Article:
Each platform's analytics software is different but is worth spending a good hour or more studying as some of the insights you can get from your audience are incredible.


5. Grow your network

As well as posting engaging content, there are more active ways to grow your network on social media. Just be sure to follow Tip 3 and reach out to relevant contacts.

LinkedIn provides various industry-relevant groups which are worth a look at whereas targeting trending hashtags on Twitter can ensure your tweets are picked up by people in your field of interest. Hashtags simply require placing the hash symbol (#) in front of any single word or conjoined phrase (if you've done it right, the whole thing will change colour). The website ritetag.com is a useful resource for finding trending hashtags.

You can even pay to increase your reach using sponsored tweets or boosted Facebook posts (most social media platforms will facilitate advertising of some sort). Unlike traditional advertising, social media has rich, granular detail about its user base which can be mined for laser-focused targeting.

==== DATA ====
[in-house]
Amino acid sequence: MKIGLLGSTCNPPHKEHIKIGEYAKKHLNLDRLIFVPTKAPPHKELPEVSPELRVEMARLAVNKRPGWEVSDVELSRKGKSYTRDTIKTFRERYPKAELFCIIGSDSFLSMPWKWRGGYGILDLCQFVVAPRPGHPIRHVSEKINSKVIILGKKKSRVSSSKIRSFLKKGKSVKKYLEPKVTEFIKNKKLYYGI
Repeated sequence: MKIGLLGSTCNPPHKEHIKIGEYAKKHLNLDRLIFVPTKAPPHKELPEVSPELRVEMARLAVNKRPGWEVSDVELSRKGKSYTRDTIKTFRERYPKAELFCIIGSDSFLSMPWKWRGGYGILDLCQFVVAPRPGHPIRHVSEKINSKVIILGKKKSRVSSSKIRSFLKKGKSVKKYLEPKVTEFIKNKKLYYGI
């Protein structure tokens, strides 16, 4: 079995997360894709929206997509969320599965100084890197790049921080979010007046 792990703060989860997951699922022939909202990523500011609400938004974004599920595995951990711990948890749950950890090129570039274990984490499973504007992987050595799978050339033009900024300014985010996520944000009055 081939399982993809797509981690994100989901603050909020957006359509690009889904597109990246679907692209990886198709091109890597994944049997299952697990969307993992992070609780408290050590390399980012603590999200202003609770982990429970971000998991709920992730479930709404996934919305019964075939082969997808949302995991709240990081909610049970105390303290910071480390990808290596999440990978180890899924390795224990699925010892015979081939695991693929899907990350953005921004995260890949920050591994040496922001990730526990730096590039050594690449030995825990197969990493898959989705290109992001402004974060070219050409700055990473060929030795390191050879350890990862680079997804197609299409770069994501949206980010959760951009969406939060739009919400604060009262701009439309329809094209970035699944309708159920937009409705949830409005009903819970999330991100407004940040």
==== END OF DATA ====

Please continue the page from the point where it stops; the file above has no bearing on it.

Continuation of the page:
6. Be cautious with self-promotion

Our final tip is one to bear in mind at all times. It may sound counter-intuitive but overdoing self-promotion on social media is likely to damage your presence. For example, LinkedIn group administrators are very sensitive to overly promotional posts and Facebook regularly adjusts its algorithms to favour true social sharing over promotional activity (unless you pay them for a boosted post, of course!).

To help guide your activity, ask yourself whether you are adding value to the reader or just for yourself. If it’s the latter, you might want to see how you could rework your content to provide something of use.

We hope you benefit from the tips above. Whether you're getting into social media in order to land new business or to create a professional social presence, the best of luck in your marketing efforts.


About Shen Levy: 
Social Media Marketing Manager at Social Hire helping recruiters & SMEs Achieve their business goals with Social Media Marketing.

Twitter: @ShenTravels